BlackBerry executives are used to bad news. Whether it’s losing contracts with large enterprises or watching the company’s stock price plummet, it has not been a pleasant couple of years for the company formerly known as Research In Motion.
One of the most consistent sources of good news to BlackBerry over the years has been the fact that the United States government remained addicted to BlackBerry smartphones and the security and reliability the platform provides.
So imagine the shock echoing through the halls of Blackberry headquarters in Waterloo, Ontario, Thursday morning when a report surfaced that the U.S. Department of Defense was dropping Blackberry 10 smartphones in favor of iOS devices. Specifically, the DoD was said be ordering hundreds of thousands of iOS devices from Apple. According to a report from gadget blog Electronista, the DoD was set to buy 120,000 iPads, 100,000 iPad Minis, 200,000 iPod Touches and a 210,000 iPhones. This could have been a big blow to one of BlackBerry’s last customer strongholds.
Good thing for BlackBerry that the report appears to be inaccurate and overblown.
According to a statement emailed to ReadWrite from a spokesperson at the public affairs office of the U.S. Secretary of Defense:
The department is aware of recent reporting that asserts it is ‘dropping’ BlackBerry. This reporting is in error. The department recently released its mobility strategy and supporting implementation plan, which clarifies we are moving towards a mobile management capability that supports a variety of devices, to include BlackBerry. As clarified in the recent release of our Commercial Mobile Device Implementation Plan, we are working towards establishing a multi-vendor environment in support of the DoD mobility strategy.
Essentially, the DoD is going multi-vendor. That will include iOS, Android, Windows Phone andBlackBerry. This is not a new development, as many government agencies have been looking to break free of the BlackBerry bank and go multi-vendor for several years. Still not great news for Blackberry, but pretty much par for the course.
Reports claiming the DoD was going straight iOS can be very, very damaging for BlackBerry. Even if the report is basically wrong, as the DoD spokesperson insists. Smartphone platforms succeed as much on public perception as they do on quality, marketing and advertising. BlackBerry reacted to the story by issuing a statement through its public relations agency attempting to dispel the rumor.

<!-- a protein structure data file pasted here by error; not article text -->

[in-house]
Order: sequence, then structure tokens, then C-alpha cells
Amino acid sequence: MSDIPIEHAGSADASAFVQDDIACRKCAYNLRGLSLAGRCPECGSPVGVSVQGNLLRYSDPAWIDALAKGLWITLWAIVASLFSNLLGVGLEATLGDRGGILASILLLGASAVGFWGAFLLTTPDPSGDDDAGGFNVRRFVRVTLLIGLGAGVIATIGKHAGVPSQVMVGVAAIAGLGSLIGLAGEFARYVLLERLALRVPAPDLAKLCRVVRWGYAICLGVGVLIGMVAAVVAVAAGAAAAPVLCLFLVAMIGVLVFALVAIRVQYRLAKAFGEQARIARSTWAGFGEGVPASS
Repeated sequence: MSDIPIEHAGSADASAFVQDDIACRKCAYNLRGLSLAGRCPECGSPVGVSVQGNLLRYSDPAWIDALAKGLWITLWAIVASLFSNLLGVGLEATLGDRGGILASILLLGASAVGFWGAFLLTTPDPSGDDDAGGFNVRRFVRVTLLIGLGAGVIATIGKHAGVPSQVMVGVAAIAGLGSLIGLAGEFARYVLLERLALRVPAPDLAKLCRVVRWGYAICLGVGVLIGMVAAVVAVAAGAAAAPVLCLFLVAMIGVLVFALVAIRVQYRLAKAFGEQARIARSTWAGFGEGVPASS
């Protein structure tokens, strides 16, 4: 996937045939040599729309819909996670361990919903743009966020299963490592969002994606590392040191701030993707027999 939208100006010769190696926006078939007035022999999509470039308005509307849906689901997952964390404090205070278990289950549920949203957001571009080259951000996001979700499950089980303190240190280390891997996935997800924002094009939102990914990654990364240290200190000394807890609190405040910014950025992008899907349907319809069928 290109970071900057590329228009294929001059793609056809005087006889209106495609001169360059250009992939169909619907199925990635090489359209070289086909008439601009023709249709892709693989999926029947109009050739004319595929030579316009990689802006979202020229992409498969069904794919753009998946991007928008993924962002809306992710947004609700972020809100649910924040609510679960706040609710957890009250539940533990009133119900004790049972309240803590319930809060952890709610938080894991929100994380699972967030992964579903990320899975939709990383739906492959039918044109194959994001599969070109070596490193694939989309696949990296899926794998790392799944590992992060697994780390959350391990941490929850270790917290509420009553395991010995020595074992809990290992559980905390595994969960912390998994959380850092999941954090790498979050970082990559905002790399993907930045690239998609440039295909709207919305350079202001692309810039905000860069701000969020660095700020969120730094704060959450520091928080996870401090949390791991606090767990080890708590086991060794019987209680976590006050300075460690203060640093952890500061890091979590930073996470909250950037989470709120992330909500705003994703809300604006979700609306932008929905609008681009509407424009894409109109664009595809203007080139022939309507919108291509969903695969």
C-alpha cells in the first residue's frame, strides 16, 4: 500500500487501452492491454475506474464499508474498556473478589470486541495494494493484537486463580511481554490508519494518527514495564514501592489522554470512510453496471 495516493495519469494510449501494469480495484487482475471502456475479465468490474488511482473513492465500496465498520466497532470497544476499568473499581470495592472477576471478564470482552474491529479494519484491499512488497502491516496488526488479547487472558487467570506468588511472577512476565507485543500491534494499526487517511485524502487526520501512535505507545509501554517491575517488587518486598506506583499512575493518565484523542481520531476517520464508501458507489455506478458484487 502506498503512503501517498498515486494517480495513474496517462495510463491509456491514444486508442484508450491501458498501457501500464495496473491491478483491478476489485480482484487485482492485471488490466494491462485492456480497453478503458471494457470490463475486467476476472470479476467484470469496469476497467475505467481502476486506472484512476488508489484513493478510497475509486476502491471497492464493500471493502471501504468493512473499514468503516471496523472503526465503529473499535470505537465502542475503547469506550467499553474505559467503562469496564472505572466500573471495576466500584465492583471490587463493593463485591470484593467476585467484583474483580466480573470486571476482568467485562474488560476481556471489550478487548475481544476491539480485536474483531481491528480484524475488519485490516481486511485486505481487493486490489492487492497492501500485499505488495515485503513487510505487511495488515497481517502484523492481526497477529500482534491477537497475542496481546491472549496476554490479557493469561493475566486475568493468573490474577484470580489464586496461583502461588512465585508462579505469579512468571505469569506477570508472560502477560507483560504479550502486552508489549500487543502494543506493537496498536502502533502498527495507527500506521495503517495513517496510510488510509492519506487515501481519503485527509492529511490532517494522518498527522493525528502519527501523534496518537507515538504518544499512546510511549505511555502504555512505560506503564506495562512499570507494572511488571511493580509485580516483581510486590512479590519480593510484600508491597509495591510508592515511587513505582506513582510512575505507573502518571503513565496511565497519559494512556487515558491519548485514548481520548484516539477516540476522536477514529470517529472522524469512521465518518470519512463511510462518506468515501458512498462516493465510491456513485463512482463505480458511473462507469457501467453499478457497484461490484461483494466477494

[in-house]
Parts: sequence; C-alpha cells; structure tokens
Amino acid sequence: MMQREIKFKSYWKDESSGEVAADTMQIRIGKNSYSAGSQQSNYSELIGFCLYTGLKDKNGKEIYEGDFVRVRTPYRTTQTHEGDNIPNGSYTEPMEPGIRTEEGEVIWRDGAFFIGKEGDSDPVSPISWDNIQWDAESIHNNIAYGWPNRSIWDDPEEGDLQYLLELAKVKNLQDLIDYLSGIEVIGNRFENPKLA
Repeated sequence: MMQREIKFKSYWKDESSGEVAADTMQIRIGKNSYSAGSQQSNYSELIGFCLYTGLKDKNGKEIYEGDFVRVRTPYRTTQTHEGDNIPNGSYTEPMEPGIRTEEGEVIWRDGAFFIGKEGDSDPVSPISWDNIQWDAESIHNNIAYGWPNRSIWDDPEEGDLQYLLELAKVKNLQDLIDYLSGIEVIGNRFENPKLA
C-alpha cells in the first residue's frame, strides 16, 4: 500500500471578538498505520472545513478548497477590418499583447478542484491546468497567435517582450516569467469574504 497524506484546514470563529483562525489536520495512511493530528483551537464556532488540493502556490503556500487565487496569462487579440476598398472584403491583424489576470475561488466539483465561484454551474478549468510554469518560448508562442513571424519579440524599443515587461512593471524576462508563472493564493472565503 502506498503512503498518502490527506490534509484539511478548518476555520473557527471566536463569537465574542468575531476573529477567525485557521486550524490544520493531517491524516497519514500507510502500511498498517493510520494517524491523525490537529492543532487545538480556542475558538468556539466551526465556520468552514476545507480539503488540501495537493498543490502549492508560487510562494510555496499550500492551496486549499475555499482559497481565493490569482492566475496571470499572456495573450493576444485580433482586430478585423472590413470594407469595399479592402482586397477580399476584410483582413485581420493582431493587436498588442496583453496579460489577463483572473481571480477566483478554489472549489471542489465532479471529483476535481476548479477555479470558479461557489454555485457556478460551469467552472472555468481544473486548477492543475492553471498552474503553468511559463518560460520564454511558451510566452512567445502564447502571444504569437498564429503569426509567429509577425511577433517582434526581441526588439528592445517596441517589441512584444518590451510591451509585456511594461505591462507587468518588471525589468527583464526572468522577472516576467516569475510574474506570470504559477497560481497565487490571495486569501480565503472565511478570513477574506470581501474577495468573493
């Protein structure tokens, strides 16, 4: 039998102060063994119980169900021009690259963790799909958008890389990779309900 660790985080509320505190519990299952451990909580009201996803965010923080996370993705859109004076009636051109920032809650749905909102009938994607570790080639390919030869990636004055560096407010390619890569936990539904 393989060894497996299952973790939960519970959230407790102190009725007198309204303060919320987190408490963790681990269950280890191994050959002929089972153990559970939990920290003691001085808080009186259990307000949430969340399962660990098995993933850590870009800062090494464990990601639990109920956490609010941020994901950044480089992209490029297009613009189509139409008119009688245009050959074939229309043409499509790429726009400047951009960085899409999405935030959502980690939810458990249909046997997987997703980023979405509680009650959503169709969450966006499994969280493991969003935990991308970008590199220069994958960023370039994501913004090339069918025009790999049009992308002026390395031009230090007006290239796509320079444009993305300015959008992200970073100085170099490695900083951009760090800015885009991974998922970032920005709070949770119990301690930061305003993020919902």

Our work with the U.S. Department of Defense is going well and the U.S. Department of Defense is moving forward with testing of BlackBerry Enterprise Service 10 and the new BlackBerry Z10 smartphone. We are currently working with the Defense Information Systems Agency (DISA) and anticipate Security Technical Implementation Guides (STIG) and Security Requirement Guide (SRG) approval for the BlackBerry Device Service, BlackBerry 10 and BlackBerry PlayBook by early April. BlackBerry was the first to go through the new SRG process by the Defense Department and will be the first to successfully come out of it.
This type of urgent spin control is unusual for BlackBerry. The company normally does not go out of its way to react to rumors. There have been dozens of instances in the past several years of large enterprises or government agencies “ditching BlackBerry” for the iPhone or Android and even Windows Phone. BlackBerry has not deigned to respond to the vast majority of those reports – true or not.
This one is different. Not only are we talking about the U.S. federal government, it is the Department of Defense, by far the largest of executive agencies. When it comes to IT at the federal level, many agencies follow the lead of the DoD. This is a story that BlackBerry needed to set straight before its other government partners decide they want to jump ship too.
The DoD spokesperson said that the agency is in the process of implementing a system that will support 100,000 multi-vendor devices by February 2014. The department said that it currently has 600,000 commercial devices in use, including 470,000 BlackBerries, 41,000 “Apple operating systems” (not specified between Mac OS X and iOS but presumably those are iPhones and iPads) and 8,700 Android operating systems.